Greek Revision

A modern layout updates a Greek Revival while staying true to its character.

By Jaci Conry |Photography by Greg Premru

During the 18th and 19th centuries countless Greek Revivals were built throughout the Cape. A departure from the Cape Cod-style house, which featured gabled ends on each side, the gabled end of a Greek Revival was turned to the front. Sturdy and refined, white-clapboard-clad Greek Revivals had a central front door flanked by six-over-six paned windows; ells were set at right angles to the main house instead of the rear.

“Over the years, the Greek Revivals in this area were added on to and changed many times,” says John DaSilva, principal architect of Chatham’s Polhemus Savery DaSilva Architects Builders. Such was the case with this Greek Revival that DaSilva and his team recently renovated.

“The place was in pretty rough shape, there was a lot of mildew. It wasn’t even really habitable,” says DaSilva. “There are some old houses on the Cape that were originally refined with beautiful details and millwork. This was not one of those. This was a really basic vernacular house. If it ever had any special details or character it was completely gone by the time we got to it.”

The goal was to restore the house—which faces the open beach and Chatham Harbor—to its architectural origins while making it functional for contemporary living. Sloppy additions made to the house in recent decades were stripped away and the gabled front portion of the house was restored as accurately as possible.

“The pilasters were there so we could see what they were; they weren’t in great shape so we had to recreate them,” says DaSilva.

To the left of the front door, a new bay window and two small dormers were added to afford the kitchen and second-level master suite a view of the ocean and harbor. “Since the house is located in a historic district, we couldn’t change the front dramatically,” says DaSilva. “We had to be judicious with the windows; on the front we couldn’t change the window arrangement, but we could on the back.”

The historic “Greek” portion of the building is clad in white clapboards while the simpler rear wings, housing a set of new, first-floor guest bedrooms, stairs and a new dining room, are clad in shingles.  Also part of the modest addition to the back of the house is a new mudroom and laundry room.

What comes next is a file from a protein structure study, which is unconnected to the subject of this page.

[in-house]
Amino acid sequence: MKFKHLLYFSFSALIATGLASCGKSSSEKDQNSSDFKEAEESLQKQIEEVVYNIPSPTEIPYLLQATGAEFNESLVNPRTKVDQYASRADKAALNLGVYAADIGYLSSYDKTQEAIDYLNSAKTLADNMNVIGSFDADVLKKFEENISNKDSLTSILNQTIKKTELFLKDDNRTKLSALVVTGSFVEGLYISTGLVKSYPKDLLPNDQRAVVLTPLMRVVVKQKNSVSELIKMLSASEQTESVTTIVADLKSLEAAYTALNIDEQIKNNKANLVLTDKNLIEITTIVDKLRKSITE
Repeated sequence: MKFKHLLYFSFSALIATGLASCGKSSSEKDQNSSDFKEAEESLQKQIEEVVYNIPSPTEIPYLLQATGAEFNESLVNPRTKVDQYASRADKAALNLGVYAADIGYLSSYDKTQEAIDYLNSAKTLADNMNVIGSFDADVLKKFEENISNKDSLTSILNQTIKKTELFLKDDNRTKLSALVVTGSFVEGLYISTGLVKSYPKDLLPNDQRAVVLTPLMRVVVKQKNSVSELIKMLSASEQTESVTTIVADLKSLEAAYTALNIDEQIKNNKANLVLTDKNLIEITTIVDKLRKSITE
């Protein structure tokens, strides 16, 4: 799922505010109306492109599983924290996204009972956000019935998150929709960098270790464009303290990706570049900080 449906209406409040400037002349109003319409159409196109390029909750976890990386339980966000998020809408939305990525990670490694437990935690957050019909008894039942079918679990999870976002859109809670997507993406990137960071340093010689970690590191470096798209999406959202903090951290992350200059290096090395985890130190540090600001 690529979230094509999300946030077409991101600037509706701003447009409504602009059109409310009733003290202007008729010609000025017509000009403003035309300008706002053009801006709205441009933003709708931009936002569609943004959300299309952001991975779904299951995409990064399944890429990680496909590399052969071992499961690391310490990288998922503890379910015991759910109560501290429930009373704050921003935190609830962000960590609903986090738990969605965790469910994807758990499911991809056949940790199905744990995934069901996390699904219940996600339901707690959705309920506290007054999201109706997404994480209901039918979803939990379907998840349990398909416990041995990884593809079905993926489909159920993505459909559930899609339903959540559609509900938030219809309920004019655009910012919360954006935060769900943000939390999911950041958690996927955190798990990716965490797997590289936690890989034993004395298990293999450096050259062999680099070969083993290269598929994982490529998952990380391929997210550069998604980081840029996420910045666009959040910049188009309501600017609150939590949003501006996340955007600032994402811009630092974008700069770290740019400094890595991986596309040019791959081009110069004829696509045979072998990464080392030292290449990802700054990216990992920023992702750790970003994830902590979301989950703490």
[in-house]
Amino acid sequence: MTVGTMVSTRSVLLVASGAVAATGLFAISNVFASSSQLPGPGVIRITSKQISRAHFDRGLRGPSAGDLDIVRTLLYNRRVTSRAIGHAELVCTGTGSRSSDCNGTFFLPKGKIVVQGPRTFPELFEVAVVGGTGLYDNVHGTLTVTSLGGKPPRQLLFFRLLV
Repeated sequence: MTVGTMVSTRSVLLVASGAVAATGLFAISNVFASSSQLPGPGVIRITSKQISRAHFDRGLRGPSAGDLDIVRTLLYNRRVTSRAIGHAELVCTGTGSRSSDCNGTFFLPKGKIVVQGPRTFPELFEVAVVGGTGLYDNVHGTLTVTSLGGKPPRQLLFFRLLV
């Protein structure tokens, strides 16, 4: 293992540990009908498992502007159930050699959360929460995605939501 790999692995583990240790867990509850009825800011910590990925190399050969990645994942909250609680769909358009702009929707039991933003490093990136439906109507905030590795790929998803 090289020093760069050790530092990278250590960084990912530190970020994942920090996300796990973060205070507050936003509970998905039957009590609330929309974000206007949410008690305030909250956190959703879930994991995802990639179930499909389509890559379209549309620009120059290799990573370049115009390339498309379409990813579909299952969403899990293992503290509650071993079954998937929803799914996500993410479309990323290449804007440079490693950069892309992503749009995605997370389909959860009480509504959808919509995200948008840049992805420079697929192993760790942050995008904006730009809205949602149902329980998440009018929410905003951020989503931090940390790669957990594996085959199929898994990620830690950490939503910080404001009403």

The interior was essentially gutted to make way for a new, open floor plan on the main level that fills the house with natural light and offers maximum opportunity to take in the view. The open floor plan is organized around a “spine” that extends from the front door to the central staircase and the back of the house.

While the kitchen, living and dining rooms are open to one another, DaSilva created archways between the spaces to define each distinct area. The kitchen, designed by Classic Kitchens & Interiors, has white cabinetry for an airy appeal and a glass tile backsplash encompassing the entire back wall that echoes the various tones of the ocean. Throughout the main floor, neutral-hued walls and crisp white trim paired with gleaming pine floors serve as a bright, soothing backdrop.

The dining room was part of the new back addition and has no second floor over it. “Due to the period of the house, there are relatively low ceiling heights in the kitchen and living spaces. So in the dining room we created a cathedral ceiling, which gives you relief from that,” says DaSilva.

The house has a dual character, says Da Silva. “It was a challenge to keep the historic character of the house on the exterior while creating a contemporary open plan with comfortable living space inside, but we did it.”
The second floor is cozy, but big enough to accommodate a spacious master bedroom—where the windows are positioned close to the floor, and the master bath nestled under the eaves. The second floor also includes another bedroom and bath.

The four-bedroom house has a footprint of just under 2,700 square feet, but it feels larger due to the open floor plan and strategically placed windows, which filter in abundant sunlight.

“The house was likely built for a successful fisherman, not a whaling captain. It wasn’t a rich person’s house,” says DaSilva. Yet the simple original vernacular had a beauty to it that begged to be restored. “It’s a special house in a very special location.”

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